If you want to read these memories in chronological order, please scroll down to Memories of Japan I to start reading.
The Sakuradamon Gate, Imperial Palace Tokyo
I began the gradual process of adjusting to life in a very foreign environment. After a few months, a Japanese friend found an apartment just down the street that he thought would be much better for me. It was! It had two (small) room, tatami, and a tiny kitchen, and toilet (also squat type, but raised a bit). Still going to the public bath, but I could do a lot more with the space. I even had a tempura party there—actually tempura is pretty easy, just mix up some batter, dip anything you want in it, pop it into hot oil. So easy, until it is time to clean up. The whole tiny kitchen was covered with a fine layer of grease. Oh well.
I began to learn more about Tokyo. My place was pretty well situated, about 20 or 30 minutes to the Imperial Palace. My first English teaching job was at Marubeni, a major trading company. The HQ building was across the moat from the palace. The original plan of the city survives to some extent—the palace is at the center, with concentric ring roads as you go further out. The pedestrian sidewalks around the palace have become a hot spot for runners—once around is about 5K. So, the new hires at Marubeni had to do the run one Saturday; their time would be recorded in their personnel file. So, I asked if I could join them. That run was just so impressive—great and diverse views of the moat and castle walls. There was an ancient wooden defensive gate, like 6 or 8 inches thick with heavy metal hardware and huge bosses. It was propped open and the running path went through it. The movie Shogun has just come out, and I felt like I had gone back in time going through that gate. If you want more views, you can go inside the walls to see extensive gardens—no charge, you just get a tag when you enter, and return the tag when you exit so they can be sure no one is left inside at closing time.
By sheer luck, I had another great experience at the palace. The emperor has had an official musical ensemble playing the ancient ‘gagaku’ court music on ancient instruments—a continuous musical tradition since the 10th century or so. It turns out they give performances from time to time. The tickets are free, but you have to know someone who is connected to get a ticket. So, a connected person offered me a ticket! So I hopped on the 20th century subway train, then walked through an 18th century gate, through antique gardens to the hall where I would hear music from the 10th century. It was only slightly disappointing that the hall was modern. Very few structures within the palace walls survived bombing in WWII, so the music hall, the residential palace etc. are all fairly new. The music sounds like outer space—maybe this was the origin of my interest in electronic space ambient music.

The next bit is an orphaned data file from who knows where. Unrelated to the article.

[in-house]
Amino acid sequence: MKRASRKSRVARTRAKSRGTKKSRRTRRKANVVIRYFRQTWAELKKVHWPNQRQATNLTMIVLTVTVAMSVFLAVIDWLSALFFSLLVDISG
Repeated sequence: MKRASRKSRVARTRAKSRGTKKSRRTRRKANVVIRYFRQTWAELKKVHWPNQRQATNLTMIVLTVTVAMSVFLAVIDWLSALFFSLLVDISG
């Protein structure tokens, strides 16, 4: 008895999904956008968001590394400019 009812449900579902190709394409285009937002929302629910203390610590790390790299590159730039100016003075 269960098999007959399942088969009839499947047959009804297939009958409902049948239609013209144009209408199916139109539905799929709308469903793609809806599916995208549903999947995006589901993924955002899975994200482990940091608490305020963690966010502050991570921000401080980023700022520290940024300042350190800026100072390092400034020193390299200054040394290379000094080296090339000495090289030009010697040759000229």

Teaching the employees at Marubeni was interesting, but I began to feel that, as we sat in chairs around a table, wearing neckties and jackets, and speaking English, my experience was not as Japanese as I had hoped. My friend said ‘I know a shamisen teacher! I will introduce you!’ So, he took me to meet Kineya Goshiroh, who was still a student at the prestigious Tokyo University of Music and Fine Arts, and still using his birth name, Minoda Shiroh. I was still not speaking much Japanese at that point, but the notation of the shamisen music was in Arabic numerals, and I mostly just imitated my teacher. It was through Minoda-sensei that I got involved in traditional music, related to the Kabuki theater. Minoda-sensei took me to the kabuki theater, and we saw the play Kagotsurube. The leading role was the famous Utaemon. Later, Minoda-sensei introduced me to a classmate, Abe Hisae, who came from a family of hayashi drum musicians, who also played at Kabuki. She would later be known as Mochizuki Tazae, and she was instrumental in allowing me to use a Mochizuki name, given by her father, Mochizuki Tazaemon X. Once, when Tazaemon was playing at Kabuki, Tazae-sensei took me to the dressing room backstage, where I greeted Tazaemon. Then my teacher showed me a door leading to a tunnel running under the theater. It opened in the lobby. We went into the theater to watch the show. For free! How does this work, I wondered. My teacher told me to tell the usher I was a student of Tazaemon—studying by watching. She also said standing was better, but if there were lots of empty seats it might be okay to sit. That theater was torn down six or eight years ago, and a new one was built which is a pretty accurate copy of the old building. However, I have only been to the new one once, and I did not confirm if the secret passageway was still there.